Melanie Wetzel is the recipient of an LAII Visiting Library Scholar award which enabled her to visit the University of New Mexico (UNM) to review UNM's Latin American library holdings in order to collect materials in the Miskitu language, as well as to compile other documentation of Miskitu history and culture. On Thursday, September 12, 2013, Wetzel will present her research findings to the LAII community from 12:00-1:00 p.m. in the LAII Conference Room. For reference, please see the event flyer.
As a master's student in the Latin American Studies program at the University of Kansas, Wetzel received several Foreign Language and Area Studies (FLAS) Fellowships to research Kaqchikel Maya and Miskitu. In Summer 2013, Wetzel obtained a FLAS to study the Miskitu language in Nicaragua, after which time she became attuned to the dearth of resources related to this less-commonly taught language. Her research to find additional resources ultimately led her to UNM, one of the few institutions with holdings relevant to the Miskitu language. Other strong holdings are located in universities within Nicaragua, most notably at the University of the Autonomous Regions, URACCAN. While at UNM, Wetzel will both investigate the holdings immediately relevant to the Miskitu language, such as the text Gramatica Miskitua, as well as the potentially pertinent holdings of Professor Emeritus Karl Schwerin, which may contain uncataloged resources regarding the Miskitu people and their language.
The Miskitu Indians of the Atlantic Coast of Nicaragua and Honduras have a unique history. Their geographic location on the outskirts of Spanish Colonial power resulted in the Miskitu being allied with British colonists. The Moravian Church was also influential in the region, converting large numbers of Miskitu to Moravian Christianity as early as the 1850's. The Moravian Church published bibles and hymnals in the Miskitu language, providing some of the earliest translations and linguistic studies of this indigenous language.
During the Nicaraguan war of the 1980s, the Miskitu in large part comprised the counter-revolutionary forces that opposed the Sandinista Revolution. In their own language, their political party is known simply as Yatama, but in U. S. news and historical accounts, they are described as "Contra-revolucionarios" or simply, Contras. In the present, there are several political parties active the Miskitu regions, including the Yatama party, the Sandinista party, and even a combined Yatama-Sandinista party, promoting continuing peace in Nicaragua.
Today, the Miskitu Indians have political autonomy within Nicaragua. From coastal ports, they work at sea as lobster divers. Other communities lie along the Rio Coco and Segovia, or the Wangki, as it is called in Miskitu language, a major waterway that provides a portion of the border between Nicaragua and Honduras. From Honduras to Nicaragua there are almost 300,000 native speakers of the Miskitu Indian language. Many stakeholders are currently involved in efforts to document, protect, and teach the Miskitu language, including the Universities of the Autonomous Regions of Nicaragua, Miskitu activists and linguists, and international scholars.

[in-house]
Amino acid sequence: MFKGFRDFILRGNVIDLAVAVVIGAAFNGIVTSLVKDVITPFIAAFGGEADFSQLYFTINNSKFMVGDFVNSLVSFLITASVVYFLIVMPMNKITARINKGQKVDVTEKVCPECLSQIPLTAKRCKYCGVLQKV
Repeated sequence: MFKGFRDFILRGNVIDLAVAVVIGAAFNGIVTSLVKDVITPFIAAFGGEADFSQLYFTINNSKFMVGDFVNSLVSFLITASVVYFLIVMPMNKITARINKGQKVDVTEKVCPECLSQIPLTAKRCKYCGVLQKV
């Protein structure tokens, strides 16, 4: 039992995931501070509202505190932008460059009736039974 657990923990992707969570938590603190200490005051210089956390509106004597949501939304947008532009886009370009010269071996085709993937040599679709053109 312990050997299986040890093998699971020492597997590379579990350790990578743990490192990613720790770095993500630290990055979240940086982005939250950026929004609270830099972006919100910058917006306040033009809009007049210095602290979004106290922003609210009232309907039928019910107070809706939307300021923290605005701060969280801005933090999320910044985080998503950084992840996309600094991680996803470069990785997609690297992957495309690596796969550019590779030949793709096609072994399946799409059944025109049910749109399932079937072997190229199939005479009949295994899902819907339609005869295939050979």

Originally from Kansas, Wetzel spent thirteen years living in Honduras. During her time abroad, she graduated from the National Autonomous University of Honduras with a Law degree, after which time she practiced, and worked as a journalist, translator, and teacher. After returning to Kansas in 2009, she began graduate studies at the University of Kansas, where she will complete an M. A. in Latin American Studies in 2014. Her interest in indigenous languages led her to receive Foreign Language and Area Studies (FLAS) Fellowships to study Kaqchikel Maya and Miskitu.
Wetzel's efforts to preserve and teach the Miskitu language align with the LAII's broader objective to support less-commonly taught languages of the Americas - an objective aptly demonstrated by the LAII's recent completion of the K'iche' Maya Oral History Project, an online archive of written and spoken oral history in K'iche' Maya.
Worthwhile to note is that the Richard E. Greenleaf Visiting Library Scholar award is not limited to research involving language preservation. Each year, the LAII provides three individuals the opportunity to work as visiting researchers with the University of New Mexico's Latin American library collections, one of the largest and most complete Latin or Spanish American collections in the country. For the 2013-2014 academic year, the LAII awarded two other Richard E. Greenleaf Visiting Library Scholars: Theresa Avila, an independent scholar who researched "Rebellion in the Archive: The Mexican Revolution in the University of New Mexico's Latin American Collections" in Summer 2013, and Breanne Robertson, a visiting assistant professor in Art History and American Studies at Wesleyan University, who will research "Pan-Americanism in UNM Campus Murals, 1933-1945" in Spring 2014.
--Posted Tuesday, September 3, 2013.